Purchase this article with an account.
Matthias Niemeier, J. Douglas Crawford, Douglas Tweed; A new form of saccadic compression of space. Journal of Vision 2003;3(9):700. doi: 10.1167/3.9.700.
Download citation file:
© ARVO (1962-2015); The Authors (2016-present)
Humans make saccadic eye movements to collect visual snapshots of the world, and from the resulting sequence of images we build a unified percept by a process called transsaccadic integration. We have recently suggested that transsaccadic integration works by optimal inference from the brain's imperfect visual and eye position signals and that, as a natural consequence, people show saccadic suppression of displacement: they have trouble perceiving stimulus jumps that happen during saccades. Computer simulations of our model predict that these jumps should appear compressed, so that perceived jumps are a nonlinear function of actual jump size. We tested this prediction experimentally. Eight subjects made saccades towards a target that jumped parallel to the saccade. Using a mouse they then moved the target back to what they felt was its presaccadic position, thereby indicating the perceived jump size. All subjects showed the predicted nonlinear compression in their perception of jumps. We suggest that other forms of distorted space perception may also arise from principles of optimal inference.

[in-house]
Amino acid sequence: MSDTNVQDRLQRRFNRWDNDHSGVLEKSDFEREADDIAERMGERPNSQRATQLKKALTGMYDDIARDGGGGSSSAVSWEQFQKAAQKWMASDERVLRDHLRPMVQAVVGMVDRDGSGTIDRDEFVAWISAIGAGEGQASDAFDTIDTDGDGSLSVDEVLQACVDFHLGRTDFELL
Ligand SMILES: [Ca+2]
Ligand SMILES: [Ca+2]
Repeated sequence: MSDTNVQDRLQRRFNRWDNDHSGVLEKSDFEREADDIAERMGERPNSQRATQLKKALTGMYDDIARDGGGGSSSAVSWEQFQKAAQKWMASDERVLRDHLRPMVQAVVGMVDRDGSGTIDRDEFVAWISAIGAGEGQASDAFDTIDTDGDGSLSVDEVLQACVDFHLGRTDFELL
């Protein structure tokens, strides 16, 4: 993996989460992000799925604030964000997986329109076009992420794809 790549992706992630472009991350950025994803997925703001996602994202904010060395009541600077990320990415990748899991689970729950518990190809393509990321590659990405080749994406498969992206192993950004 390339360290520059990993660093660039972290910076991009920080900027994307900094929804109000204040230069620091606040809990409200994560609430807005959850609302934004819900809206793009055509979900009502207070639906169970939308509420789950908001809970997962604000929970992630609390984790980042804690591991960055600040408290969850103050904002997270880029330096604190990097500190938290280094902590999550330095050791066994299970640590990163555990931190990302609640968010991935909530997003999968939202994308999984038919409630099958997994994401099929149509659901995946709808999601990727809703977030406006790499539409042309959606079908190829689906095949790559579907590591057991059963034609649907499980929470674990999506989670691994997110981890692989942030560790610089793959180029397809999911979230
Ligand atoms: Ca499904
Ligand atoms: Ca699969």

This PDF is available to Subscribers Only